A situation that could arise, and one might infer is intended by the Act is that a group of people get together and create the Kickatinalong SES unit. They could incorporate their group under the Associations Incorporation Act 2015 (WA). As an incorporated association it would be a separate legal entity capable of suing and being sued. The management committee of the association would be responsible for and required to manage the organisation in accordance with its rules and the Act (Associations Incorporation Act 2015 (WA) s 38). The Incorporated unit as a separate legal entity could purchase equipment which it would own.  The management committee could approach the FES Commissioner who might consider that the objects and purposes of the association mean that they can assist the Commissioner to meet his or her obligations under s 18A of the FES Act. The Commissioner could then approve the Association as an SES unit (s 18C) and give equipment to the unit to help them to function.  Nowhere in any of that is there any power in the Commissioner to direct the SES unit how it is to function.  The SES unit could do all those things listed in s 18E but it could do those things as an incorporated association in any event.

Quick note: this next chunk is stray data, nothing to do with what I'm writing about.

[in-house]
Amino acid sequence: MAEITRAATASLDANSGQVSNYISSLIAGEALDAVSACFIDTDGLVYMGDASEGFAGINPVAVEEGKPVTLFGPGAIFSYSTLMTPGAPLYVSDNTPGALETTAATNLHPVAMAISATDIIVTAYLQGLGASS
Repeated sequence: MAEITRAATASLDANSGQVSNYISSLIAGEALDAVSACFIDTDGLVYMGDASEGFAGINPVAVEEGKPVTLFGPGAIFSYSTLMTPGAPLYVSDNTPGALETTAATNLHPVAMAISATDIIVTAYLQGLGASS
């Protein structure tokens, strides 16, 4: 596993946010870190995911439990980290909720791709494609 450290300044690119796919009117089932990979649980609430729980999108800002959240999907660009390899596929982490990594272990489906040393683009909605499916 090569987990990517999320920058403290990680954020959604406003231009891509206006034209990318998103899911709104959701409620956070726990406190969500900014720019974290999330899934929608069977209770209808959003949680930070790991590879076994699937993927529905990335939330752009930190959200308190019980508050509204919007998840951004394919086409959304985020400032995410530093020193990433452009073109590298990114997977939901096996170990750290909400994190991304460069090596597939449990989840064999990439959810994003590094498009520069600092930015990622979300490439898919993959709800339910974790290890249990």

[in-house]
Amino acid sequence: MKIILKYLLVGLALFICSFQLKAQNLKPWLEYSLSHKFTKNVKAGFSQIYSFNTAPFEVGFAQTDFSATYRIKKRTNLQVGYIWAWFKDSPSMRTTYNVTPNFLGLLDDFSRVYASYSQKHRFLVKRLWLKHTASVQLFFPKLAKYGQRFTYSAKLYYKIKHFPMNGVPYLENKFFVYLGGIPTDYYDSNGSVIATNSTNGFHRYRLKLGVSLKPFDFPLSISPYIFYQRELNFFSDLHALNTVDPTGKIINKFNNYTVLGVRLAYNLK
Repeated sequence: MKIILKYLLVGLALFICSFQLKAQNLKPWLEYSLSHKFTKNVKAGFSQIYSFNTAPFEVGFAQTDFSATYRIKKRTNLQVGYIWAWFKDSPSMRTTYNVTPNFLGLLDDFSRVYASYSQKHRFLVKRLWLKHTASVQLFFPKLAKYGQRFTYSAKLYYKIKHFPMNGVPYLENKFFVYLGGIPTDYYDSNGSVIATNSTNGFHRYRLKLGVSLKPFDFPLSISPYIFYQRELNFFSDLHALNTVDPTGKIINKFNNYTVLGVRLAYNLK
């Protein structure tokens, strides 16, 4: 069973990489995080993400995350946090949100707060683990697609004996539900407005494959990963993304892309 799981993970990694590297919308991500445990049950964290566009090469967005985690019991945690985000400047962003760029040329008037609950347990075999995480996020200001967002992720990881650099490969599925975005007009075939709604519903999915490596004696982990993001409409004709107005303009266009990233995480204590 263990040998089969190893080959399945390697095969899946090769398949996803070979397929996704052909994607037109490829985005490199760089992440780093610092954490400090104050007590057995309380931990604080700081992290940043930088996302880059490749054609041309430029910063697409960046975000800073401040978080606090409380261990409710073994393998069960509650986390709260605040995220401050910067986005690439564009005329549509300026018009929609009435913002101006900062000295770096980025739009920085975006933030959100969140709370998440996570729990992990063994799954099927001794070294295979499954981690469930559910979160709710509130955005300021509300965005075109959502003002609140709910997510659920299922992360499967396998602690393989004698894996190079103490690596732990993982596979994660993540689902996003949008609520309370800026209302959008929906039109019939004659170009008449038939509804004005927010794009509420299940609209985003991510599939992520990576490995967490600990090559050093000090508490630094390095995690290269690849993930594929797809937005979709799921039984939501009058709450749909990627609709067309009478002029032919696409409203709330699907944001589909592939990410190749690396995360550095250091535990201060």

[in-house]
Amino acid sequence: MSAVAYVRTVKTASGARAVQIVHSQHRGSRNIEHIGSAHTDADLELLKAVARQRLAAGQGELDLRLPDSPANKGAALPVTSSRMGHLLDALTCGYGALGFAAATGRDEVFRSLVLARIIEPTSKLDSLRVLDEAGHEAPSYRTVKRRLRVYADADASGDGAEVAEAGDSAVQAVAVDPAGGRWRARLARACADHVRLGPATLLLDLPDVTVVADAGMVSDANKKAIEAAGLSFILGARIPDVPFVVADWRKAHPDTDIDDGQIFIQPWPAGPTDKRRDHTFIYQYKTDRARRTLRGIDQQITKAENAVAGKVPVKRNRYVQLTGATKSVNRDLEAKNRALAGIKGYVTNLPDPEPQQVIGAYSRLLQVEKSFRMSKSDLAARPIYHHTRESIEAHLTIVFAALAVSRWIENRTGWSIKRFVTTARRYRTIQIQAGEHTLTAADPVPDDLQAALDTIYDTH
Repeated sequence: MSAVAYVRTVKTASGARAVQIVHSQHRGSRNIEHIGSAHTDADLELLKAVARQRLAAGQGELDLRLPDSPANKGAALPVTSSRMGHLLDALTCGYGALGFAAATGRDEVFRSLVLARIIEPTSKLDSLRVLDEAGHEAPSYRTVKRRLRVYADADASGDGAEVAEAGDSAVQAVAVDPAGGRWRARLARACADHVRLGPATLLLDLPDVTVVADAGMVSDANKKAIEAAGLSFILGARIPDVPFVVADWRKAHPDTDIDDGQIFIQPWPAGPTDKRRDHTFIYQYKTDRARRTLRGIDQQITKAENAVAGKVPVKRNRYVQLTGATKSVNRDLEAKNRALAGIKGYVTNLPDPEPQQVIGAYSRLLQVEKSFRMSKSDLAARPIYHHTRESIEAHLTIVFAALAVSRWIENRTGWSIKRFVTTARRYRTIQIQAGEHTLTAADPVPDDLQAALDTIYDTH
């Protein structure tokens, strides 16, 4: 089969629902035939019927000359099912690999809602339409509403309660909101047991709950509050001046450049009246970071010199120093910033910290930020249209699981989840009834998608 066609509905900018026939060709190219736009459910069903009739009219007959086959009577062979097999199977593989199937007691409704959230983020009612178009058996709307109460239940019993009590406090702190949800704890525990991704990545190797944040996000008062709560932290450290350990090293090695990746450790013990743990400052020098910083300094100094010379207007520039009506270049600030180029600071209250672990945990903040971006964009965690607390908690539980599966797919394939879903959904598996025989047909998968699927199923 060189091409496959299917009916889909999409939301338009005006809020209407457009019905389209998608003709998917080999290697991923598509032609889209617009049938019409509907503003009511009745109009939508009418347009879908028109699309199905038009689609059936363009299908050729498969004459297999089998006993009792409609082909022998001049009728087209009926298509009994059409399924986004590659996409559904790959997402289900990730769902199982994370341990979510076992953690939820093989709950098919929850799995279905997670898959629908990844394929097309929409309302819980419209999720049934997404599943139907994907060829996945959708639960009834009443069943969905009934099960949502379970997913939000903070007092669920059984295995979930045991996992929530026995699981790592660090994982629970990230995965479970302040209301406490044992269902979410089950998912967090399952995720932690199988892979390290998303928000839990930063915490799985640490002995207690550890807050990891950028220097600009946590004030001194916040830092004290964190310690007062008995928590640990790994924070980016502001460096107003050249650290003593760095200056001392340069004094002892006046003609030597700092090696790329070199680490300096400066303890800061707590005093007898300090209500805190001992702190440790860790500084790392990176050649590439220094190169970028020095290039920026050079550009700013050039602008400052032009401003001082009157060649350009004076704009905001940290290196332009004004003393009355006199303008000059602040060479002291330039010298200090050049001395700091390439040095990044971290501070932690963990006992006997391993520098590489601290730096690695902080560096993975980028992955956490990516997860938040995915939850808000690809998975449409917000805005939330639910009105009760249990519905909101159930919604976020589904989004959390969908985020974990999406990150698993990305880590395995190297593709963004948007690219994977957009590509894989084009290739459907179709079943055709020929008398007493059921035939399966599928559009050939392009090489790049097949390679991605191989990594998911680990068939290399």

There is nothing in the FES Act that says that the Commissioner has any responsibility for managing an SES unit. The closest is s 18A(e) which says that one of the Commissioner’s functions is ‘to have general responsibility for all SES Units’ – whatever ‘general responsibility’ (as opposed to the specific responsibility of the management committee if it’s an incorporated association) might mean.